I remember quite clearly the point at which I realized that teeth got worse when you got older. I was eight or nine, and we were still living in our apartment on Elmdale. I had been playing in the bedroom and I’m not sure whether I had come back from the dentist that day or whether it had been a few days before that, but I do know that I had not enjoyed it. I decided then and there, that when I was a grown-up I wasn’t going to tolerate any of this drilling business. I was going to have all my teeth removed in one go and either
a) wear dentures like Grandma did, or
b) have new fake teeth screwed into my jaw.
I’m not sure where I got the idea of fake teeth, but I did know that fake teeth didn’t get cavities and therefore couldn’t be subjected to a drilling.
Then, as time progressed, other things starting going down hill- I got sick, I got chubby, I passed through the ugly adolescent years and came out on the other side of awkward young adulthood. I got migraines, acne, and a little down the road, my appendix removed. Then I moved into independent adulthood and got stress-induced gastritis, stretch marks, more migraine, and my knee torn up in a car accident. (If you’re looking for me in Dubai, I’m the one with the headache, the limp, and the antacid in my purse. Also, two kids.)
Through all this, I’ve carried with me a nagging, niggling discontent about the fragile nature of the human body. (I’m supposed to go at least fifty years with this thing, I thought, and it’s falling apart now?) I managed to keep myself out of the realm of ingratitude by reminding myself that God never gave us warranties, but that was a just a bandaid, not a cure to the discontent.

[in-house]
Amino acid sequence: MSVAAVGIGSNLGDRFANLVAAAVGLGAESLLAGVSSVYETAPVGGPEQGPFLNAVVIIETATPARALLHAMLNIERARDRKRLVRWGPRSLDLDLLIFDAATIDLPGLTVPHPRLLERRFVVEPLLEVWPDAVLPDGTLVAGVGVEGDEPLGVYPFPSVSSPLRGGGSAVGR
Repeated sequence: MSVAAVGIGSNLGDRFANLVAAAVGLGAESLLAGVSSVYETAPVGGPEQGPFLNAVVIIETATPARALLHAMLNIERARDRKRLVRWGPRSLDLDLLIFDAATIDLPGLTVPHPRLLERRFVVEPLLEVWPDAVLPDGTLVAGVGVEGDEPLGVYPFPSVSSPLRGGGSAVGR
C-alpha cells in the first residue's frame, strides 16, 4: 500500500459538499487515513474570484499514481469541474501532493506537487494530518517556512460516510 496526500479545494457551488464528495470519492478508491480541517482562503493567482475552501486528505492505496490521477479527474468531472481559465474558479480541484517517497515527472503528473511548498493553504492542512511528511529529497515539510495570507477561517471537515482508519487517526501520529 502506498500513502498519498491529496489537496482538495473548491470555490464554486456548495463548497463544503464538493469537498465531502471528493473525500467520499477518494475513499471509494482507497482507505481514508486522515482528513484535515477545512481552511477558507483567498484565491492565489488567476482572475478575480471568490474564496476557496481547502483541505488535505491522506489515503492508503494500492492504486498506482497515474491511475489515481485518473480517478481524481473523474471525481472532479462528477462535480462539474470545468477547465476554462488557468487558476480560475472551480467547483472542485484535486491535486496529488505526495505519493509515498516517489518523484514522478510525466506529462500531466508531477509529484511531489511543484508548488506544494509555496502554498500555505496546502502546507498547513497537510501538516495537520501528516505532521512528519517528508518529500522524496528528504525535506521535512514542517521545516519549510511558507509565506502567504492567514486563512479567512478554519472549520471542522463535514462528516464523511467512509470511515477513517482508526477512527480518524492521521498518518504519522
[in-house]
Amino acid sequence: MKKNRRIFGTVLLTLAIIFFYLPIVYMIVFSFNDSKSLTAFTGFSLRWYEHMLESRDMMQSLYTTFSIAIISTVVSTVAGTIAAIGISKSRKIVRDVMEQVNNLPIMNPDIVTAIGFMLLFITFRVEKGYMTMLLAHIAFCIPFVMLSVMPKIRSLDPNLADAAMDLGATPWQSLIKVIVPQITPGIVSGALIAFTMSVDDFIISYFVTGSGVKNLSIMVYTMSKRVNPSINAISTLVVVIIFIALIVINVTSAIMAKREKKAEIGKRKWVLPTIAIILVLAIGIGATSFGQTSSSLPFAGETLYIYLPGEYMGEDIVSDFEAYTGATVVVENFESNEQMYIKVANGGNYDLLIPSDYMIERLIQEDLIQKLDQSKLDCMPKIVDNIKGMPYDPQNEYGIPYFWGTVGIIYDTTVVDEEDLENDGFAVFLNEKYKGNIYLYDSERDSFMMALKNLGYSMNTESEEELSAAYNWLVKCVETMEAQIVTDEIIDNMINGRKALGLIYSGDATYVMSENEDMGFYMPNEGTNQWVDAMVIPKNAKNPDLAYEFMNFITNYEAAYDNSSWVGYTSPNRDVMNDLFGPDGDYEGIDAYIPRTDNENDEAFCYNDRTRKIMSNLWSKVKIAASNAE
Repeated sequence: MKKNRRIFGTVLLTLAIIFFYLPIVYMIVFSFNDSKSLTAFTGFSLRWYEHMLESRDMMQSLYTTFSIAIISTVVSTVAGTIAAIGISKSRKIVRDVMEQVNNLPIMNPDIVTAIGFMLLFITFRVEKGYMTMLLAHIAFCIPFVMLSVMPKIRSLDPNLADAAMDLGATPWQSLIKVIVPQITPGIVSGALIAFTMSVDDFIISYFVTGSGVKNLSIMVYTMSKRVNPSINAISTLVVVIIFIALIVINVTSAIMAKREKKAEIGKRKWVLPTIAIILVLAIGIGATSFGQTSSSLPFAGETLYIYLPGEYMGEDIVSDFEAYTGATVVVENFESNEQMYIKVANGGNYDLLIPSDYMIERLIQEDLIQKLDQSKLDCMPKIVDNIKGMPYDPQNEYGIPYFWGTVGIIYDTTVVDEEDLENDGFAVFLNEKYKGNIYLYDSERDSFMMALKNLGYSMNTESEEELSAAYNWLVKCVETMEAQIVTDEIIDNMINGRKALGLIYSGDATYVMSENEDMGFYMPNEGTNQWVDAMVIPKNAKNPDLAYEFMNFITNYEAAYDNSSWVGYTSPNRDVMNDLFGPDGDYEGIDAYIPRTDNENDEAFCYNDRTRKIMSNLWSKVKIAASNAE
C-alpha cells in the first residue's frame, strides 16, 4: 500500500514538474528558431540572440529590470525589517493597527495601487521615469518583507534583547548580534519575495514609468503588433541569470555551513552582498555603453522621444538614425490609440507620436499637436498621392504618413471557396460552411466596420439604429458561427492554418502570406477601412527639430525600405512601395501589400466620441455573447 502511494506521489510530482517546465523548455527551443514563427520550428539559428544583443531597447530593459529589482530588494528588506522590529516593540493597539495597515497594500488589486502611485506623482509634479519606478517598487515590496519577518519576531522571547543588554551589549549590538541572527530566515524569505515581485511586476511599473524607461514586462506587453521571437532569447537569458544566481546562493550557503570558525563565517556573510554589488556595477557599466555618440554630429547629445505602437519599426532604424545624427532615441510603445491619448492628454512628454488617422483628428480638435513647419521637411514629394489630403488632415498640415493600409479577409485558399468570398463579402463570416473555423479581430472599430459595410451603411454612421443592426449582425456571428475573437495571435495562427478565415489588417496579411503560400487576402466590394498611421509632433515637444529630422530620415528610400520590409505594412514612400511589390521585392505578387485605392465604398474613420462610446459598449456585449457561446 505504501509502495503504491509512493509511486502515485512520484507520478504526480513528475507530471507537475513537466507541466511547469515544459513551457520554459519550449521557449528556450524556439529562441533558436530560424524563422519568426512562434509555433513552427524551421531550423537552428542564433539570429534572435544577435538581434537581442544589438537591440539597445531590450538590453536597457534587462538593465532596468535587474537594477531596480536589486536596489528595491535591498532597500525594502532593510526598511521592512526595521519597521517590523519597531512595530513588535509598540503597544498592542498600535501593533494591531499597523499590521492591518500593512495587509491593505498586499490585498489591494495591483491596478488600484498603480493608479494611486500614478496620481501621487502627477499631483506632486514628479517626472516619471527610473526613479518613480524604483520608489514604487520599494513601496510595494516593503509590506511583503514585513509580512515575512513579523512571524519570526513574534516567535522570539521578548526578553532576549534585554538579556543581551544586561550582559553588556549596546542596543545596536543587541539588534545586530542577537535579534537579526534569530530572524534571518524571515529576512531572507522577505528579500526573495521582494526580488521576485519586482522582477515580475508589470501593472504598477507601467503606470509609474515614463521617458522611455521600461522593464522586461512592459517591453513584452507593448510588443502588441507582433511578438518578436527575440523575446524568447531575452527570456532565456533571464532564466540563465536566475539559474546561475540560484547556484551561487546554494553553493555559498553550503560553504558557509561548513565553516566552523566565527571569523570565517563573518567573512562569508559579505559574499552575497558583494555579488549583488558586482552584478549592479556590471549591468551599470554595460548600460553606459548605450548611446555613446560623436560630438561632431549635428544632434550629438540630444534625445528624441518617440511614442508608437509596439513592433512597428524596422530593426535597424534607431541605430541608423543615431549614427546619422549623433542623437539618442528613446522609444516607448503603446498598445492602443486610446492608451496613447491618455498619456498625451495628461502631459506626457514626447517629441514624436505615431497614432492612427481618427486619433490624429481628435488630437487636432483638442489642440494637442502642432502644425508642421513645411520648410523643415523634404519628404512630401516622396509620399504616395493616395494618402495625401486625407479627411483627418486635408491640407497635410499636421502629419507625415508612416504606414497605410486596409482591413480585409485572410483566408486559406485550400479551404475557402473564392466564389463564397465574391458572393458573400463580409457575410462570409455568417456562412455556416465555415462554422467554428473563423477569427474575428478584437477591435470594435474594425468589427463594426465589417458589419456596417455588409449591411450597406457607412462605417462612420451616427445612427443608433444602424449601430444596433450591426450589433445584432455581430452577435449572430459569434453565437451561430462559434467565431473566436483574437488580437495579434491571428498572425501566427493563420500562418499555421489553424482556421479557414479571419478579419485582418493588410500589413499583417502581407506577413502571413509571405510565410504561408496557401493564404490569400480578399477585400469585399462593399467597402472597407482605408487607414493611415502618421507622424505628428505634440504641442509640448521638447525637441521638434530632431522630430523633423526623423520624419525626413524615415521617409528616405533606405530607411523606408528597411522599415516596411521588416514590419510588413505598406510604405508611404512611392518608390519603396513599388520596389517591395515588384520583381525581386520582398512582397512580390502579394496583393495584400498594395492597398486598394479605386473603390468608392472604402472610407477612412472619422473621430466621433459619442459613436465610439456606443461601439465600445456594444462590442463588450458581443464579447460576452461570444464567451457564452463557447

The good news is, I haven’t started visibly aging yet, so I can’t complain about crow’s feet. The better news is, I’ve had an epiphany, and I think I’ll be ok when the crow’s finally do that rolling hoppity-skip into our world.
Are you ready for it? The Epiphany? It’s sort of obvious, and I know alot of people will wonder what took me so long and how I managed to not realize this ages ago, but still- it was an epiphany to me, so here it goes:
This is Hadith Qudsi (a hadith where the Prophet, peace be upon him, said that Allah said “…”) that basically takes my malcontent, crumples it into a little ball, and then drop-kicks it across the room. I’m not allowed to complain that my teeth are sagging and my bones are groaning and my bits are falling off because these are the vicissitudes of Time. They aren’t proof of shoddy construction or lack of manufacturer warranty. They’re not a flaw in the system, they are the system at work.
The ‘ravages of time’ do their part in this world, which would be unfair, if this world was it. Alhamdulillah, it’s not. This is the battle ground, the gauntlet, the litmus test of faith and fortitude, and as such, we do the best we have with what we’ve got. And what we’ve got is designed to fall apart, because that’s part of the test.
I read this Hadith years ago, and it was filed away without being fully synthesized. Back then, the “Vicissitudes of Time” seemed to be more like the rise and fall of civilizations maybe, or the loss of pristine beauty on earth due to man’s presence, or the crushing erasure of life through natural disasters- and it’s not that these too, don’t fit into the description. It’s just that my limited understanding came to the conclusion that things that tested your faith had to make mountains crumble or ecosystems perish, not just your teeth fall out.
So yeah. In my tiny soul, in my petty universe, once upon a time, life wasn’t fair because I got migraines and ulcers and had to pray sitting down because my knee was irrevocably damaged.
But yeah, I’ve had my epiphany. I understand now, Alhamdulillah, that my health is just one of the cards I’ve been dealt by a Just and All-Knowing dealer. It’s part of the game. When we all get up and leave the table, we’ll be on the same terms- there will be no more sickness, no more trials, no more tests to pass. Man will stand alone with nothing but his deeds, his own heart, and his own soul as proof of how well he played the game. Regardless of the cards he was dealt.